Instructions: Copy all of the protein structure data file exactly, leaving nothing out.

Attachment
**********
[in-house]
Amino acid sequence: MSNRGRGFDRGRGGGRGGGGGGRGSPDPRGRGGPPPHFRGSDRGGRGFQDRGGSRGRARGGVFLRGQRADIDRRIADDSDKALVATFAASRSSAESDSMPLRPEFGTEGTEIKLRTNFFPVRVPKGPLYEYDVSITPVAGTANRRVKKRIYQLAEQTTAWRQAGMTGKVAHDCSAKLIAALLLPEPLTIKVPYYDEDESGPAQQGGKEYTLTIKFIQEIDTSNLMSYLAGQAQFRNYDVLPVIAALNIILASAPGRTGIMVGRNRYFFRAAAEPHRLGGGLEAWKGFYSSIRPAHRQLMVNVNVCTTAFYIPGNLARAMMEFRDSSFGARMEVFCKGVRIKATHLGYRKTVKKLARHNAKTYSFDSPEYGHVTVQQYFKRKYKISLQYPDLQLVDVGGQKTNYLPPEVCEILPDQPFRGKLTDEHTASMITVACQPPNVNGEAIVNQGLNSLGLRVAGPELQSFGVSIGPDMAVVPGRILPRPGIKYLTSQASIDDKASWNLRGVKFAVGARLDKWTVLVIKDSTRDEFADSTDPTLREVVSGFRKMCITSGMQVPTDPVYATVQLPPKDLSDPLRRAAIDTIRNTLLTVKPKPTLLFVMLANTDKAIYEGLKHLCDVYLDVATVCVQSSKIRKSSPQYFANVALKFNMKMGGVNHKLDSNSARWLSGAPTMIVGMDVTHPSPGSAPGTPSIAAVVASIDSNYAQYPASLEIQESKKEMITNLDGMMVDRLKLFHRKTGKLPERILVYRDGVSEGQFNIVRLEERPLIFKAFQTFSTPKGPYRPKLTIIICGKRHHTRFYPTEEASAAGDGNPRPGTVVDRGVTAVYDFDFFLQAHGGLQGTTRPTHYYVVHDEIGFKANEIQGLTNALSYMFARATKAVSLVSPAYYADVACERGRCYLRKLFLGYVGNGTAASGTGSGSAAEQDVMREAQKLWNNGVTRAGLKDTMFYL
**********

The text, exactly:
[in-house]
Amino acid sequence: MSNRGRGFDRGRGGGRGGGGGGRGSPDPRGRGGPPPHFRGSDRGGRGFQDRGGSRGRARGGVFLRGQRADIDRRIADDSDKALVATFAASRSSAESDSMPLRPEFGTEGTEIKLRTNFFPVRVPKGPLYEYDVSITPVAGTANRRVKKRIYQLAEQTTAWRQAGMTGKVAHDCSAKLIAALLLPEPLTIKVPYYDEDESGPAQQGGKEYTLTIKFIQEIDTSNLMSYLAGQAQFRNYDVLPVIAALNIILASAPGRTGIMVGRNRYFFRAAAEPHRLGGGLEAWKGFYSSIRPAHRQLMVNVNVCTTAFYIPGNLARAMMEFRDSSFGARMEVFCKGVRIKATHLGYRKTVKKLARHNAKTYSFDSPEYGHVTVQQYFKRKYKISLQYPDLQLVDVGGQKTNYLPPEVCEILPDQPFRGKLTDEHTASMITVACQPPNVNGEAIVNQGLNSLGLRVAGPELQSFGVSIGPDMAVVPGRILPRPGIKYLTSQASIDDKASWNLRGVKFAVGARLDKWTVLVIKDSTRDEFADSTDPTLREVVSGFRKMCITSGMQVPTDPVYATVQLPPKDLSDPLRRAAIDTIRNTLLTVKPKPTLLFVMLANTDKAIYEGLKHLCDVYLDVATVCVQSSKIRKSSPQYFANVALKFNMKMGGVNHKLDSNSARWLSGAPTMIVGMDVTHPSPGSAPGTPSIAAVVASIDSNYAQYPASLEIQESKKEMITNLDGMMVDRLKLFHRKTGKLPERILVYRDGVSEGQFNIVRLEERPLIFKAFQTFSTPKGPYRPKLTIIICGKRHHTRFYPTEEASAAGDGNPRPGTVVDRGVTAVYDFDFFLQAHGGLQGTTRPTHYYVVHDEIGFKANEIQGLTNALSYMFARATKAVSLVSPAYYADVACERGRCYLRKLFLGYVGNGTAASGTGSGSAAEQDVMREAQKLWNNGVTRAGLKDTMFYL